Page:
I'm trying to prove that, under the gauge transformation $$A_{\mu} \rightarrow A_{\mu}^{\prime} = g^{-1} A_{\mu} g + g^{-1} \partial_{\mu} g,$$ the non-abelian Chern-Simons Lagrangian density:

$$\mathcal{L}_{CS} = \kappa \epsilon^{\mu \nu \rho} tr \left( A_{\mu} \partial_{\nu}A_{\rho} + \dfrac{2}{3} A_{\mu}A_{\nu}A_{\rho} \right)$$


$$\mathcal{L}_{CS} ~\longrightarrow~ \mathcal{L}_{CS} - \kappa \epsilon^{\mu \nu \rho} \partial_{\mu} tr \left( \partial_{\nu} g g^{-1} A_{\rho} \right) - \dfrac{\kappa}{3} \epsilon^{\mu \nu \rho} tr \left( g^{-1} \partial_{\mu} g g^{-1} \partial_{\nu} g g^{-1} \partial_{\rho} g \right)$$

as stated in Gerald V. Dunne's lecture notes 'Aspects of Chern-Simons Theory' pages 15-16.

The second term in the last equation can be disregarded as it's a total derivative and the third term can be shown to be some integer multiple of $2\pi$ provided $\kappa$ is an integer.

Now I understand that gauge invariance of the CS-term can be proven using some clever reasoning (see: Gauge invariant Chern-Simons Lagrangian). However I want to show how we can arrive at the second equation above using the `brute force' method of plugging in the gauge transformed vector field into the Lagrangian. Unfortunately I get stuck with a large number of terms that I'm not sure how to combine or cancel.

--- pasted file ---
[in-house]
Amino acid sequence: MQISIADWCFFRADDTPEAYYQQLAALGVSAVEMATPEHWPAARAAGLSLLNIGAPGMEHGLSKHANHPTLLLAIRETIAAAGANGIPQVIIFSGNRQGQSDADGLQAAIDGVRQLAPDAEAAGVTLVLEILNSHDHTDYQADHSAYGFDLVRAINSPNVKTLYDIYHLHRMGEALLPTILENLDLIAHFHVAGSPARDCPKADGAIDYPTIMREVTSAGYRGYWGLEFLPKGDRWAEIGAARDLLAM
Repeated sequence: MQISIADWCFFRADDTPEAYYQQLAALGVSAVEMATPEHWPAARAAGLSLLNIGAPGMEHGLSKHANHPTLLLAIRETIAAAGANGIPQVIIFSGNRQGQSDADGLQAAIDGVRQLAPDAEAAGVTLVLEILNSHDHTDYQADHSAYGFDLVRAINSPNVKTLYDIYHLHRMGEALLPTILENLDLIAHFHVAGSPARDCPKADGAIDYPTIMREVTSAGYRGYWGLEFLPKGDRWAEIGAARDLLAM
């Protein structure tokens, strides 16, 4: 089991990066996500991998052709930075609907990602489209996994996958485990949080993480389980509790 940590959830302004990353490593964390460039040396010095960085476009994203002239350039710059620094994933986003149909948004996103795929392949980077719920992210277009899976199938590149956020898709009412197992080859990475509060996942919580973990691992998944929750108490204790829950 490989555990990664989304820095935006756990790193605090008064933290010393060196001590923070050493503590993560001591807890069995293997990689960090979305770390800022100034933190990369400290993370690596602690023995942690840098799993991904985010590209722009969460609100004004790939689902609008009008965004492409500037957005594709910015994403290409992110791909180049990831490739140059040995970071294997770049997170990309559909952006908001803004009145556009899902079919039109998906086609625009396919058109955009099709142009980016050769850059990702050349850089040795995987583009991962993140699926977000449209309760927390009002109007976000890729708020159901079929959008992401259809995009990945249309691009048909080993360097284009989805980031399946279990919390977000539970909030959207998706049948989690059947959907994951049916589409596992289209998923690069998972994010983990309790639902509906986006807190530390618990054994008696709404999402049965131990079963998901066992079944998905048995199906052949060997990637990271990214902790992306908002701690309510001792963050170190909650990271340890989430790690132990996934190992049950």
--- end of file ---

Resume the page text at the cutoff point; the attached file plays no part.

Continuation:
Does anyone know of a source that goes through the above calculation in more detail, or does anyone have any tips for how to proceed. I've done a rather extensive search and can't find any sources that show some of the steps. I already tried using the cyclic properties of the trace and the cancelation of any symmetric term with the anti-symmetric $\epsilon^{\mu \nu \rho}$.

Thank you in advance for any suggestions.

  • 1
    $\begingroup$ I'd switch to a notation which uses differential forms. Work out the abelian case first where $A \rightarrow A + d \phi$ and you can just ignore the $A^3$ term. You're going to need to integrate by parts. $\endgroup$
    – SM Kravec
    Commented Jun 28, 2014 at 19:26
  • $\begingroup$ Thanks for the feedback. So would you say it's best to practice in the abelian case first? How would integrating by parts play a role - is it simply the case that some terms would disappear under integration over space? $\endgroup$
    – Gary B
    Commented Jun 28, 2014 at 20:43
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    $\begingroup$ Just an update to say that a friend explained to me how to use the integration by parts. For the benefit of others who view this page: When performing the gauge transformation we get terms of the form: $g (\partial_{\mu} g^{-1})$ (for example) which are integrated over spacetime. Using integration by parts: $\int g (\partial_{\mu} g^{-1}) d^{3}x$ can be expressed as $(g g^{-1}) - \int (\partial_{\mu} g) g^{-1} d^{3}x$. Then $g g^{-1} =0$ since g is unitary. This allows added freedom in moving the unitary matrices, $g$ and $g^{-1}$, around. $\endgroup$
    – Gary B
    Commented Jun 28, 2014 at 22:02
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    $\begingroup$ Related mathoverflow post: mathoverflow.net/q/31905/13917 $\endgroup$
    – Qmechanic
    Commented Jun 30, 2014 at 13:49

1 Answer 1